An interim report outlining how to lure people back to Brisbane’s heart is being prepared ahead of a master plan for the city centre.
The Brisbane City Council plan will cover the area between QUT’s Gardens Point Campus to the Roma Street Parklands and around Howard Smith Wharves.
Urbis is currently working on the interim plan, to be implimented before the masterplan is released sometime next year.
interim plan will look at short-term ideas to bring people back to the city to visit, shop and work until the new vision—which will focus on developments and infrastructure—for the city centre is released.
Urbis project director
James Tuma said it was a window of opportunity to put ideas forward as they gather information to create the plans and to “unlock value in the city”.
“Everything is on the table and we want to make sure we’re leaving no stone unturned in generating ideas, influencing projects and policy and so on,” Tuma said.
“In the future … we will see a slight rebalancing—obviously suburban centres have had somewhat of a renaissance and we predict that will continue, and more power to it, but obviously the CBD is the centrepoint of the state.”
The master plan is expected to influence planning in Queensland’s capital beyond the 2032 Olympics.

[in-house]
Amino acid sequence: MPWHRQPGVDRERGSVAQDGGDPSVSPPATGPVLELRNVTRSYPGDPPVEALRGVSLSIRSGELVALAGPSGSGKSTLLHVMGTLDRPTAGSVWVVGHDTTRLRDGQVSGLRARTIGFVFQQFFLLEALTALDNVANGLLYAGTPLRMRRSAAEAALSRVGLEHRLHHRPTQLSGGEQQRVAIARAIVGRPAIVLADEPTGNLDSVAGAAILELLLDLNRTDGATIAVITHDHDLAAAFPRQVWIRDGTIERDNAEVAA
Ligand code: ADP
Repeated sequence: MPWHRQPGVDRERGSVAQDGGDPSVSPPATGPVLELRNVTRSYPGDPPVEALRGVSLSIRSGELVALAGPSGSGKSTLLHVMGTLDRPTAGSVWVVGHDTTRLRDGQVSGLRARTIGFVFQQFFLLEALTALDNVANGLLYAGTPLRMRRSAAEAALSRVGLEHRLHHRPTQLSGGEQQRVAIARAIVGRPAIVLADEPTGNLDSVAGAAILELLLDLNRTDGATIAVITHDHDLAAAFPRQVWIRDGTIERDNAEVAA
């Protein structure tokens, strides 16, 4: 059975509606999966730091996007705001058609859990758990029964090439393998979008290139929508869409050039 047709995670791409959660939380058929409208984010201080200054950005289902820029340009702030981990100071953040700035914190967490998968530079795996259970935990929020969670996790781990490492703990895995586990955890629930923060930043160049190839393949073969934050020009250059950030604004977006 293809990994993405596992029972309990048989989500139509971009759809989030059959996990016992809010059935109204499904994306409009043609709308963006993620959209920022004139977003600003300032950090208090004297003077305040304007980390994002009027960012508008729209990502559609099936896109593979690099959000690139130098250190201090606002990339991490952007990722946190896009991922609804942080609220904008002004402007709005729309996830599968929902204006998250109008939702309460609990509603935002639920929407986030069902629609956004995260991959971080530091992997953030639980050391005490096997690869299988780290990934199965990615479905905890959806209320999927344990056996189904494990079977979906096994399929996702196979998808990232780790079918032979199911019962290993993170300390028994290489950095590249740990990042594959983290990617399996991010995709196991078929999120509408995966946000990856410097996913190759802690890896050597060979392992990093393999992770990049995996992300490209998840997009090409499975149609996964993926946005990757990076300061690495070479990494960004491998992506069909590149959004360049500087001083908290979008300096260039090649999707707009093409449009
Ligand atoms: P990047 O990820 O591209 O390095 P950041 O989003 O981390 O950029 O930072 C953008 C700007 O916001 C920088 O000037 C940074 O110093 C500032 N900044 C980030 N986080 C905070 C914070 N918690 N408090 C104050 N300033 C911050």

▲ The city centre interim action plan aims to attract further investment activation and visitation in the wake of Covid.
Despite having relatively low levels of Covid-related lockdowns, Brisbane’s office vacancy rate was 14 per cent in the first quarter of the year and is expected to
peak at 15.7 per cent in June, according to a Knight Frank report.
Meanwhile the number of people moving around Brisbane streets was at 68 per cent in February, according to Roy Morgan and UberMedia research.
Tuma said there was a lot of background work to do in the next eight to 10 weeks and that they had looked at what other cities were doing in the short-term to attract people.
“Domestic tourism is a really significant opportunity for the city but probably the biggest windfall we can get is just to get the residents and workers of Brisbane back on a more habitual basis,” he said.
“For example, the use of arts, culture and events, and a number of other things to drive, I guess, a sense of FOMO [fear of missing out] to get people back to the CBD.
“But that’s underpinned in different cities with different types of
“We’ve seen a real rollout of
cycling infrastructure in Brisbane and that sort of thing is part of the puzzle.”
Brisbane City Master Plan was created in 2014, focusing on economic development, leafy outdoor lifestyle, creating buildings that breathe, cultural opportunities and transport.